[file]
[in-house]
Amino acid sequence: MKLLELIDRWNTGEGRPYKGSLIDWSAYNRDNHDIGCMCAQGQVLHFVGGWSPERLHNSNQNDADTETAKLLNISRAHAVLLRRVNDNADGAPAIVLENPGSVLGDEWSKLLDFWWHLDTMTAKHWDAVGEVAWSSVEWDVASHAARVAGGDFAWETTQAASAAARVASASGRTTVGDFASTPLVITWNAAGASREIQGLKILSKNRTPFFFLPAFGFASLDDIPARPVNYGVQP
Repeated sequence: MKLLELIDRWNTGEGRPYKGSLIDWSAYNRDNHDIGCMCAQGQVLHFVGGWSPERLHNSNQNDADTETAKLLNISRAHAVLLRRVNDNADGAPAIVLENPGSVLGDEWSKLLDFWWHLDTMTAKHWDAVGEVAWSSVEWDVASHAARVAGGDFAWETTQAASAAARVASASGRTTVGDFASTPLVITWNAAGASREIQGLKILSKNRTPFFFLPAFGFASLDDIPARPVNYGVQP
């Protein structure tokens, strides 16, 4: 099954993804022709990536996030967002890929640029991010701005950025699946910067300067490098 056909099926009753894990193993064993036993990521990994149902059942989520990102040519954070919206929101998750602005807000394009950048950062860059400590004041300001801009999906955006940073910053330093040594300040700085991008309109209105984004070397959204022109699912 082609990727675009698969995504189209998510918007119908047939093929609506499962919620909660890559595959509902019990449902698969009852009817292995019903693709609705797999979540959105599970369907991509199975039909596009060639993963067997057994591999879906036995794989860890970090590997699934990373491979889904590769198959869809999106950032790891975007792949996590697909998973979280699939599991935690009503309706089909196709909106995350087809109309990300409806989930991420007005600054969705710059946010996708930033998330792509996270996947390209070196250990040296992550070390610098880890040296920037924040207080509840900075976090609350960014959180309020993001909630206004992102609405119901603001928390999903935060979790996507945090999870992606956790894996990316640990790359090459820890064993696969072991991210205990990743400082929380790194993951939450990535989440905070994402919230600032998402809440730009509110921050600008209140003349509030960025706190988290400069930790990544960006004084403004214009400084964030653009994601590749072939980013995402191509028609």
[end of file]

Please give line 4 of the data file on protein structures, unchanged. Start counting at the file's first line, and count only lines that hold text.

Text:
């Protein structure tokens, strides 16, 4: 099954993804022709990536996030967002890929640029991010701005950025699946910067300067490098 056909099926009753894990193993064993036993990521990994149902059942989520990102040519954070919206929101998750602005807000394009950048950062860059400590004041300001801009999906955006940073910053330093040594300040700085991008309109209105984004070397959204022109699912 082609990727675009698969995504189209998510918007119908047939093929609506499962919620909660890559595959509902019990449902698969009852009817292995019903693709609705797999979540959105599970369907991509199975039909596009060639993963067997057994591999879906036995794989860890970090590997699934990373491979889904590769198959869809999106950032790891975007792949996590697909998973979280699939599991935690009503309706089909196709909106995350087809109309990300409806989930991420007005600054969705710059946010996708930033998330792509996270996947390209070196250990040296992550070390610098880890040296920037924040207080509840900075976090609350960014959180309020993001909630206004992102609405119901603001928390999903935060979790996507945090999870992606956790894996990316640990790359090459820890064993696969072991991210205990990743400082929380790194993951939450990535989440905070994402919230600032998402809440730009509110921050600008209140003349509030960025706190988290400069930790990544960006004084403004214009400084964030653009994601590749072939980013995402191509028609």